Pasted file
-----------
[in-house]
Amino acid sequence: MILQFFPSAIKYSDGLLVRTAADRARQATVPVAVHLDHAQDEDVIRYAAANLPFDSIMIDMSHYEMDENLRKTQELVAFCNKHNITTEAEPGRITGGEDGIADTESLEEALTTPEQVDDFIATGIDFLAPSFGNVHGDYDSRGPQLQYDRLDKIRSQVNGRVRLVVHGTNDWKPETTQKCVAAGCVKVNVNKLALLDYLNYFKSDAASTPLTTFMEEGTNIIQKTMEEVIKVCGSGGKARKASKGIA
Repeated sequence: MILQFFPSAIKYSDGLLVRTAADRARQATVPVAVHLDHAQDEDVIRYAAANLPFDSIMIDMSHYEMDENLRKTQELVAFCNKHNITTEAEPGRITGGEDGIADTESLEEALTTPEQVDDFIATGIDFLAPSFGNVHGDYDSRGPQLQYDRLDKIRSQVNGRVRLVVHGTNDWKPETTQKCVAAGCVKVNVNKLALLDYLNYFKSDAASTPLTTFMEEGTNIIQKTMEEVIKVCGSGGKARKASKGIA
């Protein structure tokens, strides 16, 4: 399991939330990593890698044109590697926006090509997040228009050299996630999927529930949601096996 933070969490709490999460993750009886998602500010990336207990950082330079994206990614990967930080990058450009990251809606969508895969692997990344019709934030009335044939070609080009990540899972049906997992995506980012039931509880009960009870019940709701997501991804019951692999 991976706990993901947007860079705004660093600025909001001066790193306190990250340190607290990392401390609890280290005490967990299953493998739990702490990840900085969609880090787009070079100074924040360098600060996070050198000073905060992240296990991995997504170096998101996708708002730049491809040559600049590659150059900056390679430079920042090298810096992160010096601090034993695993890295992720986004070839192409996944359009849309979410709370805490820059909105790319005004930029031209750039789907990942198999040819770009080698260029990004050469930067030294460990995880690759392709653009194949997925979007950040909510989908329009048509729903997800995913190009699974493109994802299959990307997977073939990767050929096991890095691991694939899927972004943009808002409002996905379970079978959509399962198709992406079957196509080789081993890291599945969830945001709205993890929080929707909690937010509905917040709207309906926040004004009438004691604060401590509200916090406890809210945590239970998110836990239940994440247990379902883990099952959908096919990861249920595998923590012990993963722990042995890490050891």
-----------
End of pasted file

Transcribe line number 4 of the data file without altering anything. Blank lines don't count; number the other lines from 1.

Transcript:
């Protein structure tokens, strides 16, 4: 399991939330990593890698044109590697926006090509997040228009050299996630999927529930949601096996 933070969490709490999460993750009886998602500010990336207990950082330079994206990614990967930080990058450009990251809606969508895969692997990344019709934030009335044939070609080009990540899972049906997992995506980012039931509880009960009870019940709701997501991804019951692999 991976706990993901947007860079705004660093600025909001001066790193306190990250340190607290990392401390609890280290005490967990299953493998739990702490990840900085969609880090787009070079100074924040360098600060996070050198000073905060992240296990991995997504170096998101996708708002730049491809040559600049590659150059900056390679430079920042090298810096992160010096601090034993695993890295992720986004070839192409996944359009849309979410709370805490820059909105790319005004930029031209750039789907990942198999040819770009080698260029990004050469930067030294460990995880690759392709653009194949997925979007950040909510989908329009048509729903997800995913190009699974493109994802299959990307997977073939990767050929096991890095691991694939899927972004943009808002409002996905379970079978959509399962198709992406079957196509080789081993890291599945969830945001709205993890929080929707909690937010509905917040709207309906926040004004009438004691604060401590509200916090406890809210945590239970998110836990239940994440247990379902883990099952959908096919990861249920595998923590012990993963722990042995890490050891």